Growth5 Blog

Thursday, September 24, 2009

Caution: Seed Investors Pushing Series A Term Sheets

I enjoyed this post from VentureBeat's blog - Entrepreneur Corner. Basic premise: capital is harder to come by these days, VCs are cautious but have to deploy some capital, software / Internet / IT companies can be started for a fraction of the cost it took ten years ago, thus VCs are doing more "seed" type deals but oftentimes are pushing their typical "Series A" terms.

The fact that VCs are getting involved earlier is great: it's better for our economy, it's nice to see money start moving again in the space, and many VCs have the experience to guide these start-ups and help them flourish where they otherwise may have not. However, the article does a good job of pointing out the potential problem areas that entrepreneurs should watch out for. They are:
1. Don't give away too much of the company too early.

2. Avoid giving investors more than a 1x liquidation preference.

3. Try to avoid giving investors Series A-type control rights.

4. Keep other "investor rights" to a minimum.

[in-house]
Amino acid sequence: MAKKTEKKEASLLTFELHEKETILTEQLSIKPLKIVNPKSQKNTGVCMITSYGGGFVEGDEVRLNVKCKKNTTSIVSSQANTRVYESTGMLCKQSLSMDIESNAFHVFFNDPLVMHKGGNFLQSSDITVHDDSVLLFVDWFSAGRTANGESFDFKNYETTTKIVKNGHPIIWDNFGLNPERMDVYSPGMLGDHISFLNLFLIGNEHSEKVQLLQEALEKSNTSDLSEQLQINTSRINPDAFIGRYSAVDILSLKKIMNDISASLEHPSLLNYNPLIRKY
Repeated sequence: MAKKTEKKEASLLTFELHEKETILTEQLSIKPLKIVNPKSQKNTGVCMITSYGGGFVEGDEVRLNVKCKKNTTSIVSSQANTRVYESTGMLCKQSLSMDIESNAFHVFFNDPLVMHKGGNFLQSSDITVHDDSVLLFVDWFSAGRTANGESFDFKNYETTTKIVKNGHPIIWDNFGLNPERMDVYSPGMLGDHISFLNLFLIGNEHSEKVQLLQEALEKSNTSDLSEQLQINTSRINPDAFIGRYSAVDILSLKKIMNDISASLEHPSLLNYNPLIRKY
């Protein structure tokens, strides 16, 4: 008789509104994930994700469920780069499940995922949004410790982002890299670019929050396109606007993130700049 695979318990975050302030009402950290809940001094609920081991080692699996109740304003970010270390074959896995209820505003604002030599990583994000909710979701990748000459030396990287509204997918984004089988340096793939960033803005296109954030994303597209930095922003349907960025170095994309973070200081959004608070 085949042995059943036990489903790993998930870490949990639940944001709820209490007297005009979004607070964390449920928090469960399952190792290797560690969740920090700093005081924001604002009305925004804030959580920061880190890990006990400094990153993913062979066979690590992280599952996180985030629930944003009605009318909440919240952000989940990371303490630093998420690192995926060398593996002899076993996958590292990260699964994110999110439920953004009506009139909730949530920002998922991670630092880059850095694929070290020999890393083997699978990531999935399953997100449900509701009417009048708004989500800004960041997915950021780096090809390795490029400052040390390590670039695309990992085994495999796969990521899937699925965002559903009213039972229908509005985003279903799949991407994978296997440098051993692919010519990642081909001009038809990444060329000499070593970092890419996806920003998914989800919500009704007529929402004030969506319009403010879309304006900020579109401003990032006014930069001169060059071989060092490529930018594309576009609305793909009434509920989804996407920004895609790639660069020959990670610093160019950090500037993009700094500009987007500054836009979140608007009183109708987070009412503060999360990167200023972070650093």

5. Try to keep "super pro rata" rights reasonable enough to not scare future investors.

6. There can be negative market perception when VCs don't participate in the next round. Be communicative with the VC about their long-term plans before you strike a deal.
The reason it IS a "seed" deal is because you are trying to take enough money to prove your business model and get your firm to the next set of milestones for the A Round. You and the VC might not be on exactly the same page when considering a "seed" deal, but you both need the same thing, follow-on investors, so try keep the deal as simple as possible.

Think hard about whether or not any of the terms will scare future A, B or C Round investors. If you're not sure, ask around. It's very difficult in today's climate to turn away money, but you need to consider that if the deal is "messy" you may be sealing your long-term fate by accepting a bad deal. Better to find a "cleaner" deal that has the possibility of follow-on investors than one that doesn't.

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At May 18, 2011 at 2:04 AM , Blogger Trade4Target said...

Hey, very nice site. I came across this on Google, and I am stoked that I did. I will definitely be coming back here more often. Wish I could add to the conversation and bring a bit more to the table, but am just taking in as much info as I can at the moment.
Thank You


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